Thor for those of you familiar with your Norse Gods was the God of Thunder. Growing up in the Seventies he was one of my favourite comic book superheroes, I guess partly because he had long blond hair and was European I could identify with him more than say some New Yorker who got bitten by a radioactive spider. Anyway it fuelled an early interest in the Norse Gods and all things Asgardian. Occasionally this resurfaces, such as last year when I insisted on taking my six year old to see the 3D Beowulf movie which unbeknown to me featured the naked Angelina Jolie, the old legend was erm a joy to behold.
So what has all this to do with birds I can hear you scream, patience dear readers and all will be revealed.
First I need to take you back to April it was either 2000 or 2001 if memory serves. Perched on the end of Church Point, Newbiggin midway through another lonely vigil dreaming of seabirds yet undiscovered whilst watching the odd Kittiwake pass the point. Out of the fret two other birders appear, one a tall Viking blond appeared familiar, the other with a soft peaked cap spoke with an Eastern European accent and wasn't dressed for a North East Spring.
My memory fails me as to his exact nationality, whilst preparing this post I was convinced he was Hungarian but now for some reason I suddenly thought 'No he wasn't he was from Kazakhstan.' Let's put it this way he had come a damn sight further than those occasional itinerants we get from East Yorkshire or Derbyshire up this way.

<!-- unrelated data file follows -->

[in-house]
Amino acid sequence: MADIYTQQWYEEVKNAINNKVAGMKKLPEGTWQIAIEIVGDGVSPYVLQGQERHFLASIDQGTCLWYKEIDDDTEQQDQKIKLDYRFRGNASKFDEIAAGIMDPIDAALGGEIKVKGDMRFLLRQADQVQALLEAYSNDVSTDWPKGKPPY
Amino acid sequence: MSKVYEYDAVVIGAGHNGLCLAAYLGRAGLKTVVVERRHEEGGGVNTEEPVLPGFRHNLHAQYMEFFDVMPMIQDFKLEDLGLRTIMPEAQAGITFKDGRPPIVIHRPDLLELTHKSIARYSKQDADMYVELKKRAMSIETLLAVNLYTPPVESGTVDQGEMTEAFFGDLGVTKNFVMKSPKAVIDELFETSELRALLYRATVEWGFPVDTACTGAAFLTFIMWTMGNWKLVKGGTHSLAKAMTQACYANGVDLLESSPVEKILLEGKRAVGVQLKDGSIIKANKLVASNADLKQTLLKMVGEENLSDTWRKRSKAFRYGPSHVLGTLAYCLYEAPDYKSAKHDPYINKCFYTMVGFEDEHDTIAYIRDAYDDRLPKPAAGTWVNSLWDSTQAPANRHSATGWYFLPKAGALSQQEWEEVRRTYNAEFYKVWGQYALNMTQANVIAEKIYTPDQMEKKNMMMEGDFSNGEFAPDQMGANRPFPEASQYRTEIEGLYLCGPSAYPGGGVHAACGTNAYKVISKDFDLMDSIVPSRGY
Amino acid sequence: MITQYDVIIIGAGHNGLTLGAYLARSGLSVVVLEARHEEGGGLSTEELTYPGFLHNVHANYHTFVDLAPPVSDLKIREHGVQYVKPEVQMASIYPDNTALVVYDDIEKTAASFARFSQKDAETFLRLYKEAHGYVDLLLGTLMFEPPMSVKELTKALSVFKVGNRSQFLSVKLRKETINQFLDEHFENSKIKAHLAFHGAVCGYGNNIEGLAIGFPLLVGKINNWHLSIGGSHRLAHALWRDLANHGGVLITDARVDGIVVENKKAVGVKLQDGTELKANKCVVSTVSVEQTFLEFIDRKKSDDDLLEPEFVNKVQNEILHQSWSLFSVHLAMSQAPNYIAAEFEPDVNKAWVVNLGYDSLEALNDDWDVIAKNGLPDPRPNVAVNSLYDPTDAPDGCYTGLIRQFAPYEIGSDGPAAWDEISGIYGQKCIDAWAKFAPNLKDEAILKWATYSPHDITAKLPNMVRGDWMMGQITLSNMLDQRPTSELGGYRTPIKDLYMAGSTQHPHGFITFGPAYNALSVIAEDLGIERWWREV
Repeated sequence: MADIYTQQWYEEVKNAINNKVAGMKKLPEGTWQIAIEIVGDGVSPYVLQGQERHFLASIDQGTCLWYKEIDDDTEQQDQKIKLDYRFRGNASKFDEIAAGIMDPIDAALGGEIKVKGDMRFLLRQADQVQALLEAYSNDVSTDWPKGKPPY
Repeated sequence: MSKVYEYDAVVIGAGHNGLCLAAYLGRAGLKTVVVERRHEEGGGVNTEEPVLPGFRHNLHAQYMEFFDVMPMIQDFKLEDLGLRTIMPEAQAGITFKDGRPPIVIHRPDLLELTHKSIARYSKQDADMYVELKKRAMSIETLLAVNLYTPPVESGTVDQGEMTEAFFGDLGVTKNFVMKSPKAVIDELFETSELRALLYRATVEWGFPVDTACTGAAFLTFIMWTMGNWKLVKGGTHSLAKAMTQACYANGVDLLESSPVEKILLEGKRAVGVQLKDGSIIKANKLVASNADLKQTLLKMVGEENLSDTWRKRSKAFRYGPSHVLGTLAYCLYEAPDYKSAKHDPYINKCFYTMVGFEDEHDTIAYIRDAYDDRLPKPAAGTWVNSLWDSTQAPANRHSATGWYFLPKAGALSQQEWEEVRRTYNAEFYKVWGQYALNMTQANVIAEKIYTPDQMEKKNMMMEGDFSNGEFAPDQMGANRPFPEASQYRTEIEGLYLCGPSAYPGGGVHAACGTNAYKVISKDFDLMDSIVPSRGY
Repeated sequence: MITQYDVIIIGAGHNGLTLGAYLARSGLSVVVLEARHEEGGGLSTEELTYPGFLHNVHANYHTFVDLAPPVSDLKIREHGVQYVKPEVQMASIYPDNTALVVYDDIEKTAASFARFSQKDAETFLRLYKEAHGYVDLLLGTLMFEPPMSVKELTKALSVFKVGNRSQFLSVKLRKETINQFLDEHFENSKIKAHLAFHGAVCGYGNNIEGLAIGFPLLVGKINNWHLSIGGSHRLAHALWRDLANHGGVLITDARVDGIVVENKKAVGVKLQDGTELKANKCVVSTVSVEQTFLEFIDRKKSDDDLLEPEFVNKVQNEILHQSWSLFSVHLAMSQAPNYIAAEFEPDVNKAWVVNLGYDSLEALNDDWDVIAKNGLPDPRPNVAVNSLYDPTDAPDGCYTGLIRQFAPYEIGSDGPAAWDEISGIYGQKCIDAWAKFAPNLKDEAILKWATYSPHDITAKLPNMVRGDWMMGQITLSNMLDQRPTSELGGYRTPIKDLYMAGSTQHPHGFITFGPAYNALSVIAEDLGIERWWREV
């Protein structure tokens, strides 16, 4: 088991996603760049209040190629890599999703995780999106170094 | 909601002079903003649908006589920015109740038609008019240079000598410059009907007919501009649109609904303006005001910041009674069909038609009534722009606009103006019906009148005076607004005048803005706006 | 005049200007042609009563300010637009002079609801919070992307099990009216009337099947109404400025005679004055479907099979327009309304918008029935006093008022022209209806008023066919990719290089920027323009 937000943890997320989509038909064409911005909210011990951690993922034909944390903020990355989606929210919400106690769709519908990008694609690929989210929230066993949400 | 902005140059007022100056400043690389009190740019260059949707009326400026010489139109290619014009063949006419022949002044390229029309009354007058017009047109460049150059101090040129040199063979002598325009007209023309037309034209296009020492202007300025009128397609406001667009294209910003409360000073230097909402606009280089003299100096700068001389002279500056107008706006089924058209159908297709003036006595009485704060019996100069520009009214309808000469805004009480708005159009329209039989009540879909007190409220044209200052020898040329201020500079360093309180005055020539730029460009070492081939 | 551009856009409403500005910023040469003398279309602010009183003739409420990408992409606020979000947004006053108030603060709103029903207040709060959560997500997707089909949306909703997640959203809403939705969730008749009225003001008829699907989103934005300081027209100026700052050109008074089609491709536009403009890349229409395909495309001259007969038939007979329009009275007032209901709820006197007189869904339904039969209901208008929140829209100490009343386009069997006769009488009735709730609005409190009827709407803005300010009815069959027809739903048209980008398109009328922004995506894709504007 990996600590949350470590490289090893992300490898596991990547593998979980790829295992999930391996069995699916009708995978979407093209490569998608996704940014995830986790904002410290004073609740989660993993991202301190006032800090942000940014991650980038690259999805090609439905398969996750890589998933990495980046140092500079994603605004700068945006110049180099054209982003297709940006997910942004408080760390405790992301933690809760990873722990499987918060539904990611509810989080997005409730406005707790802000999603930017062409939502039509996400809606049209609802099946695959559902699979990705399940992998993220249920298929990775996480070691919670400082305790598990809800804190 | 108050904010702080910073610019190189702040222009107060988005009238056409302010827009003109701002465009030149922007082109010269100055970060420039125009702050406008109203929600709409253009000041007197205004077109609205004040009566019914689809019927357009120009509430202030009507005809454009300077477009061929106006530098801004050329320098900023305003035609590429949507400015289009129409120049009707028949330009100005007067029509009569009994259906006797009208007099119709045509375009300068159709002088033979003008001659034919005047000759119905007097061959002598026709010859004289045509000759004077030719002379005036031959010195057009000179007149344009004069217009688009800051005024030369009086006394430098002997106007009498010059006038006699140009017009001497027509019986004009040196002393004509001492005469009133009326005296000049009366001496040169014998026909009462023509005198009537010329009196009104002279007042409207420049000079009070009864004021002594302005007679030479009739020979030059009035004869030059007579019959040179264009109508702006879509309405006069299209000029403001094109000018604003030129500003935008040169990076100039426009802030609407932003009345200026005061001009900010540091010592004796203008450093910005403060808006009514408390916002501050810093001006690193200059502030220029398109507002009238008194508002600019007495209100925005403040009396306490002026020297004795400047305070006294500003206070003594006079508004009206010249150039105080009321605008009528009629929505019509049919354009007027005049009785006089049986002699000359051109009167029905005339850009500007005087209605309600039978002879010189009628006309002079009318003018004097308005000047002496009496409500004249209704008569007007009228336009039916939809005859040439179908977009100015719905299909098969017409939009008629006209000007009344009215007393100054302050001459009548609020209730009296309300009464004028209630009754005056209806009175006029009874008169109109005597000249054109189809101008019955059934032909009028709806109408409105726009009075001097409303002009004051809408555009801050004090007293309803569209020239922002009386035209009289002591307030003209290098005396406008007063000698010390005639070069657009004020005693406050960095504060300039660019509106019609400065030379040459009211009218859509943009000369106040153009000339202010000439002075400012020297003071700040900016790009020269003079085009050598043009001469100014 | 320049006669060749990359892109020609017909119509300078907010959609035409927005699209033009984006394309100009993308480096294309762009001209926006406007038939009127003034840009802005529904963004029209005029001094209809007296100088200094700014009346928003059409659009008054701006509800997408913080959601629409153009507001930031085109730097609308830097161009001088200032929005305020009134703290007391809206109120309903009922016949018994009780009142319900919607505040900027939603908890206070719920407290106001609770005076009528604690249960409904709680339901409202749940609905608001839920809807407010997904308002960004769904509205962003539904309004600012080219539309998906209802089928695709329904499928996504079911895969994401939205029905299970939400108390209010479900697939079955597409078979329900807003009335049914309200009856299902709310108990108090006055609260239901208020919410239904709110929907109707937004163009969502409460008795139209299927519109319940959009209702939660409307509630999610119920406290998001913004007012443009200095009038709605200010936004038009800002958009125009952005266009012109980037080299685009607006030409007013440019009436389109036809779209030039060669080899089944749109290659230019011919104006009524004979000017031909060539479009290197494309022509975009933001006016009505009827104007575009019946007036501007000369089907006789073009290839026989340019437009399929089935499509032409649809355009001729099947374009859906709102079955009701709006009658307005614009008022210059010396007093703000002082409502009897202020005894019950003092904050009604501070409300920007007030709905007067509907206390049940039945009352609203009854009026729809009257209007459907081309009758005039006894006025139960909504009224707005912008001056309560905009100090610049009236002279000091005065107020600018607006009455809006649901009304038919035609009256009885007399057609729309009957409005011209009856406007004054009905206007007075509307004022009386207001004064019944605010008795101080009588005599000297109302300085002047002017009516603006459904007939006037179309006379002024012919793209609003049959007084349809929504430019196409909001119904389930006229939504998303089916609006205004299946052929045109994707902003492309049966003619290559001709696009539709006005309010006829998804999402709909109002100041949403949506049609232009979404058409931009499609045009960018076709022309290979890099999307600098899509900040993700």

Turns out he was there for a lifer, Northern Gannet, which he duly got although not overhead as can be seen on the best Newbiggin seawatching days. A little jig and our Hungarian/Kazak bird guide (as this was what his occupation was) had added Gannet to his life list and went home very happy.
What of the tall Viking blond? I hear all the ladies cry, tell us more. Well my flash of recognition was right as it turned out he was none other than ex Newbiggin resident, son of legendary North Northumberland birder Graham Bell, Julian.
There, oh I nearly forgot, Julian is now firmly embedded in the Norwegian landscape and he has as well his Natural Born Birder site a blog, the name of which I can't write without converting my language on the keyboard to Old Norse. He sees good birds, keeps the blog uncomplicated & uncluttered but best of all he gives you what I presume to be the Norse names for each of the species he sees. So species like Spotted Flycatcher are transformed into 'grafluesnapper' and Black-Throated Diver the simple yet utterly perfect 'storlom' and the fabulous name in the post title which I'll let you work out for yourself. So evocative, these harsh, Northern names, they flipped me back instantly, I could almost imagine Thor battling it out with the Kjornebiter some demonic Nordic Troll like creature from a time before time.